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  Darlington Bank Top Station

Bank Top is Darlington's principal station, serving the cross-country Stockton & Darlington Railway (S&D) route as well as the East Coast main line. The present building, opened in 1887, is one of the most distinguished of the mature station designs of the North Eastern Railway (NER) and is the third to occupy this site.

Bank Top originated as the northern terminus of the Great North of England Railway, which linked Darlington with York and opened to passengers in March 1841. The station was conceived as a temporary building but remained in service for a further fifteen years after the main line was continued north to Tyneside by the Newcastle & Darlington Junction Railway, opened in 1844. It was finally replaced in 1859-60 by a new building on the same site, designed by the NER's first architect, Thomas Prosser. The main feature of this was a pitched-roof trainshed, on the site of the eastern span of the present station roof; this was fronted on the west by an office range of which no illustrations have been found. It seems to have been a rather dull one-storey building enlivened by a small iron carriage portico. This became the terminal feature in the view along a new street, Victoria Road, which was created to link the station with the town centre. The trainshed covered a single through platform and three tracks: the platform line and a pair of carriage sidings, with further tracks outside to the east to handle goods traffic. The east wall of this trainshed survives as the middle portion of the rear wall of the present station, but otherwise Prosser's building has vanished from sight.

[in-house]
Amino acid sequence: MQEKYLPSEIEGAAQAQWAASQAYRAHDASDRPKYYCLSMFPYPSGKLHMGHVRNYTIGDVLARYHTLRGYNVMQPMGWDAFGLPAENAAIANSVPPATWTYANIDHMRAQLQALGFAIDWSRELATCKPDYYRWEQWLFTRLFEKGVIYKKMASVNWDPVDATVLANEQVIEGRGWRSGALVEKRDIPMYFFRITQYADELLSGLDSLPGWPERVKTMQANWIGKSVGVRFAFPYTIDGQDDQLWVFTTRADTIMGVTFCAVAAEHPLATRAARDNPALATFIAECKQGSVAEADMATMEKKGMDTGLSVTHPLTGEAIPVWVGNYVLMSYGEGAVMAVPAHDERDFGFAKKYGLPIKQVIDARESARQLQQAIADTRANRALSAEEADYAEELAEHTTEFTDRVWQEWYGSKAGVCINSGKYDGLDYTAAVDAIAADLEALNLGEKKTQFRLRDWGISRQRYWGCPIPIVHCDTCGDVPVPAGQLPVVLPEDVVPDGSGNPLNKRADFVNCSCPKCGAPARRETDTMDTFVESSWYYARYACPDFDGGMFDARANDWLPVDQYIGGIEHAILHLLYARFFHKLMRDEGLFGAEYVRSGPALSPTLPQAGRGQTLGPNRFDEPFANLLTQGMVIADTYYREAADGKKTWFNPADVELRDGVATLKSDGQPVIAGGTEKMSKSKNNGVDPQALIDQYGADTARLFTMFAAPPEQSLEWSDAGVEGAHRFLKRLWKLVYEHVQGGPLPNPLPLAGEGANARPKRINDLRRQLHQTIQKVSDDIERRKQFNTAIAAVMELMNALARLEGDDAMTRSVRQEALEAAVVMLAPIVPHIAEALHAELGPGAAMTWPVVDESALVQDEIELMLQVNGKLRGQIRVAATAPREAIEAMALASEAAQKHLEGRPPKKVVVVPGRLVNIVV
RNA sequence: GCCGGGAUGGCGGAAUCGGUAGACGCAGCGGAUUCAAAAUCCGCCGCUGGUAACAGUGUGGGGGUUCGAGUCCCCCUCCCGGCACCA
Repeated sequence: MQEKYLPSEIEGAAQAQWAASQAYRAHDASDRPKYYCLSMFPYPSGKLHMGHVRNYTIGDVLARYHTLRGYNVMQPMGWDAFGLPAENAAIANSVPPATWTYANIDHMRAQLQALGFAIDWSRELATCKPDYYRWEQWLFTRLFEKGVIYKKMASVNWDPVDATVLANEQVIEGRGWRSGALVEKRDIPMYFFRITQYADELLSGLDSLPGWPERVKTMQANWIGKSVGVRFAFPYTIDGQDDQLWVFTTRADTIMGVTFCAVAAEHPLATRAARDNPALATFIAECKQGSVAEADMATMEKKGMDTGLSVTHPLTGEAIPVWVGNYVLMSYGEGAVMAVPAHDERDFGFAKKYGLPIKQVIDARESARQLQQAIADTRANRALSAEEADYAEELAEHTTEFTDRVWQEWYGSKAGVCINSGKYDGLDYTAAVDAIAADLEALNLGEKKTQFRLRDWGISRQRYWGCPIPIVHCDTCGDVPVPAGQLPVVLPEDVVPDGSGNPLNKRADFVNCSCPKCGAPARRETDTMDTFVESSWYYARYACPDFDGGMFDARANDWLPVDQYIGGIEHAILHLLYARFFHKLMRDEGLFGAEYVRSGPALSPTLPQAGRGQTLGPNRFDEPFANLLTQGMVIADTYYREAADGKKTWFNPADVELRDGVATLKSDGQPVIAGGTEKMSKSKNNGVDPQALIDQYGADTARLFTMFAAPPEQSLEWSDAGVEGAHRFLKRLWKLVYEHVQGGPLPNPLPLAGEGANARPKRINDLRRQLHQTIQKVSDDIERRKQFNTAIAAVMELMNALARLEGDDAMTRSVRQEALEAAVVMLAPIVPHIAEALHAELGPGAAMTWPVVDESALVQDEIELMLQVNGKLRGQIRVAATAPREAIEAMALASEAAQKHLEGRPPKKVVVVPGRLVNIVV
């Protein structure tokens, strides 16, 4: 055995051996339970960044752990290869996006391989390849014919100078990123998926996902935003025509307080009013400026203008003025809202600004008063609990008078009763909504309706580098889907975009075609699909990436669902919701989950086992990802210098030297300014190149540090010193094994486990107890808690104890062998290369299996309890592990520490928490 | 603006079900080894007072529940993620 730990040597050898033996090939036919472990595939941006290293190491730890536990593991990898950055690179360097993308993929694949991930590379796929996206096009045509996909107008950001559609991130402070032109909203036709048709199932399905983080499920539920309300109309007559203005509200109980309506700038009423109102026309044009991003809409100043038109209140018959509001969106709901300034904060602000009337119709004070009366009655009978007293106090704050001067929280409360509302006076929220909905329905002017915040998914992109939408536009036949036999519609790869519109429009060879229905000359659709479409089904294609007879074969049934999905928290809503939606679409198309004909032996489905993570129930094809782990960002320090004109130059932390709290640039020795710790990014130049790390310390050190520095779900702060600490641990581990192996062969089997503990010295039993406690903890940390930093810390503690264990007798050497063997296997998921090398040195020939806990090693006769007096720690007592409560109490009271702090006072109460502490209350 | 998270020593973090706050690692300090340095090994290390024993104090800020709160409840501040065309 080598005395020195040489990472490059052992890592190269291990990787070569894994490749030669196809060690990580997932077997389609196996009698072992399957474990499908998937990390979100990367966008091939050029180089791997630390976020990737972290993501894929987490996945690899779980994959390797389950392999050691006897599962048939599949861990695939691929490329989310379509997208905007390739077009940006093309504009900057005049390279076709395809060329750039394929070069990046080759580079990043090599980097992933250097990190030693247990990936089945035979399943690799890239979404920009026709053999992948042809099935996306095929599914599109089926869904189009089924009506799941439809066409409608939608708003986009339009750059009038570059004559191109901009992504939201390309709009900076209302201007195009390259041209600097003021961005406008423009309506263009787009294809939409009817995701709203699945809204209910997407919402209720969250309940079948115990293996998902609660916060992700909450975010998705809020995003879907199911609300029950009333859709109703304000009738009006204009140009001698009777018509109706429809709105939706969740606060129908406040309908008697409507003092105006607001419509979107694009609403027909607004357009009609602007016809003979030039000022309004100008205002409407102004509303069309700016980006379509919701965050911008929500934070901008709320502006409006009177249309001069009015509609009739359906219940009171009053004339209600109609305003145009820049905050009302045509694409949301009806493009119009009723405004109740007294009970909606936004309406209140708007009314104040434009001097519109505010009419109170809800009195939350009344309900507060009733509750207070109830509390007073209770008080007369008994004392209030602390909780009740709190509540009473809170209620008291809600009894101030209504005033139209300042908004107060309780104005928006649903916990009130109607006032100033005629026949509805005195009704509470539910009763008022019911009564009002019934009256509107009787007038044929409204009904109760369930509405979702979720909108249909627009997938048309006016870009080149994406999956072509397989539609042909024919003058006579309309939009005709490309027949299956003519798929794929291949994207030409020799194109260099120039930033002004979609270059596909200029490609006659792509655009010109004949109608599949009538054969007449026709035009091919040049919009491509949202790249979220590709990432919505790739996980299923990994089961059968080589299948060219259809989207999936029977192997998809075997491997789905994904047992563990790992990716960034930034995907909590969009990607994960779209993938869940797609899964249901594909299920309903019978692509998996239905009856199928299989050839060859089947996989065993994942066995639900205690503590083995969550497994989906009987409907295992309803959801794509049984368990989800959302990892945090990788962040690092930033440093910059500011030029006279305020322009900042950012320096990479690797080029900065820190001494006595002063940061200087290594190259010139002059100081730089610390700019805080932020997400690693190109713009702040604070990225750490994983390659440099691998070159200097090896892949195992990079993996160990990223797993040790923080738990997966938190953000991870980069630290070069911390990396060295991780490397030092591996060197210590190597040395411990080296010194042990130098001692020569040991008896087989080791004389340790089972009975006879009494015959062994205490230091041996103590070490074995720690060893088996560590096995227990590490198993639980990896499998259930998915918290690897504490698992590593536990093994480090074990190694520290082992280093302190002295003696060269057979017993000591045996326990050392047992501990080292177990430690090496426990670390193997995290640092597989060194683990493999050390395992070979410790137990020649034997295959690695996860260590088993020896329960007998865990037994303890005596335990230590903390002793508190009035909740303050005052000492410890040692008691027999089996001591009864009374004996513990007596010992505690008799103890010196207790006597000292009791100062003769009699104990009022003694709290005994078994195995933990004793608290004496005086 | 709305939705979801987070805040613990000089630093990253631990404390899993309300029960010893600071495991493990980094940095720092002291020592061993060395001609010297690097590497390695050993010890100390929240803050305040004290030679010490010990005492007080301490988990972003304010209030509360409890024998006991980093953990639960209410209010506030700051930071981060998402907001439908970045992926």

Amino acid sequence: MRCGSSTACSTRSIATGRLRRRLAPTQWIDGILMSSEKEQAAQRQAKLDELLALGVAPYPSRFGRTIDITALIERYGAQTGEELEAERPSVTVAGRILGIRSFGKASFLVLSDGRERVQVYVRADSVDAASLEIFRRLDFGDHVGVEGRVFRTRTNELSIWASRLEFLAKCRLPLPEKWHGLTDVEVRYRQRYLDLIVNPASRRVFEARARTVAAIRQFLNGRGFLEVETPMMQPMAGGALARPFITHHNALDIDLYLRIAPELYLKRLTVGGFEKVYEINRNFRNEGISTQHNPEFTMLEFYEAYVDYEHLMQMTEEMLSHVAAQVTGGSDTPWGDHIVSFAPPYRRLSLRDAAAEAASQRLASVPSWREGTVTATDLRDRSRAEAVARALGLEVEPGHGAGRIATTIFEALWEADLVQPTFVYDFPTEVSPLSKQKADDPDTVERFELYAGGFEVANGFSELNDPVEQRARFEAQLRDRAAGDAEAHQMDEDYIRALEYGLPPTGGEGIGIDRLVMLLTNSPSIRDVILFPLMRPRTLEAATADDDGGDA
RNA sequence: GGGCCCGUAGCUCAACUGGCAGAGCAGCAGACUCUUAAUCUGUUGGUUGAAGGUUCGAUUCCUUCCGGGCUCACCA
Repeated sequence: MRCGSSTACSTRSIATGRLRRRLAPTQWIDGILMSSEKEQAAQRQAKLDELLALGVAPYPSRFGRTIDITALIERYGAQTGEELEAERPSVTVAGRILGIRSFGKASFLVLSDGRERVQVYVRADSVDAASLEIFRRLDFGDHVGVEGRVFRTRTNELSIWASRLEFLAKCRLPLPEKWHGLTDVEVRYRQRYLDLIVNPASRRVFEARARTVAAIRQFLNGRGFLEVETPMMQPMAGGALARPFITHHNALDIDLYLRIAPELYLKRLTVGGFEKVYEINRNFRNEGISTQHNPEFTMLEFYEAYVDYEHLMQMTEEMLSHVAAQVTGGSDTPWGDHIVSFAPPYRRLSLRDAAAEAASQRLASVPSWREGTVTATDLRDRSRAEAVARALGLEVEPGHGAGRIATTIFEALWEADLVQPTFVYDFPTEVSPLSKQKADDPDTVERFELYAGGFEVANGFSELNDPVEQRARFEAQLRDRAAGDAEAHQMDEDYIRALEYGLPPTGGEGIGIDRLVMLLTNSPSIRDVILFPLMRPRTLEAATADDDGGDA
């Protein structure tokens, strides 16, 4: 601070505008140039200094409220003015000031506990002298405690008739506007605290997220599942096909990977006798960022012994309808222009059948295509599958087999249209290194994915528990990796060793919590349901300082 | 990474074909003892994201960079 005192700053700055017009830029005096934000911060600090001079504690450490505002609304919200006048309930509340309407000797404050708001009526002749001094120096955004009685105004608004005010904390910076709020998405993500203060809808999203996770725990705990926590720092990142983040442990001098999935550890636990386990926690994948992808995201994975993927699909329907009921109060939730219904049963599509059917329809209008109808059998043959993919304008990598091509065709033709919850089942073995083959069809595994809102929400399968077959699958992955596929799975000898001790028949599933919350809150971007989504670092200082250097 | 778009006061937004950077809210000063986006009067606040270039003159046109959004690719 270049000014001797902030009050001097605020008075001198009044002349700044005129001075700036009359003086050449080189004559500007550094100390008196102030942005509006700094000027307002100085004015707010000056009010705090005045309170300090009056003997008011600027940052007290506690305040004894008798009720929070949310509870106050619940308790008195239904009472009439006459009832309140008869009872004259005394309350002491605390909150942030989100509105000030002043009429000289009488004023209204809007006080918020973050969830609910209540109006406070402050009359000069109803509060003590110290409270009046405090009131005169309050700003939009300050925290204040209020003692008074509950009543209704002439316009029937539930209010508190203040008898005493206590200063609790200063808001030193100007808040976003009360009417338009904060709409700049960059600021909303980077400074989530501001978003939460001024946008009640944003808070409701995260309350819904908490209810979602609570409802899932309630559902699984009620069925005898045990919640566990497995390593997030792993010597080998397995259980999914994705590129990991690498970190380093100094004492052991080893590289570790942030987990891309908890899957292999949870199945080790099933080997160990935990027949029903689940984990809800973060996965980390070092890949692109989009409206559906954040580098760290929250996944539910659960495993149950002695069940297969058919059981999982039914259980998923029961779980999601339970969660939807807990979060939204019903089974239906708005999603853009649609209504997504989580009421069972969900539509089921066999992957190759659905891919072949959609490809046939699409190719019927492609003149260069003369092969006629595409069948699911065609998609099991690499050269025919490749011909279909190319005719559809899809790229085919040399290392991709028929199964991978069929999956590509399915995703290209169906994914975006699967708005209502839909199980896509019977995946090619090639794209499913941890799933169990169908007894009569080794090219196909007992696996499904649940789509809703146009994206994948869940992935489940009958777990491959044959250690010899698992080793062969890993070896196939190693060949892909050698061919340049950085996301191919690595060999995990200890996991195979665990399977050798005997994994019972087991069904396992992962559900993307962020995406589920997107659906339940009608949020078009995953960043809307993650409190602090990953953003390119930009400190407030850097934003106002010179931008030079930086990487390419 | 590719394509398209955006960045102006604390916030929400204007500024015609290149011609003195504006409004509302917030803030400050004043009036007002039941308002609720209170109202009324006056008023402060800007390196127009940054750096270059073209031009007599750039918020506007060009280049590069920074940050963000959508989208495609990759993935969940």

Just three years after the completion of the second station, the S&D merged into the North Eastern Railway, yet for years passengers wishing to make connections between the two systems had to take a shuttle train between Bank Top and North Road. This was solved by the building of a new route which left the NER main line south of Bank Top and rejoined the S&D just east of Dinsdale. That enabled all 'Darlington Section' (former S&D) passenger services to be routed through Bank Top, which was rebuilt as a model interchange station in time for the opening of the new line on 1 July 1887.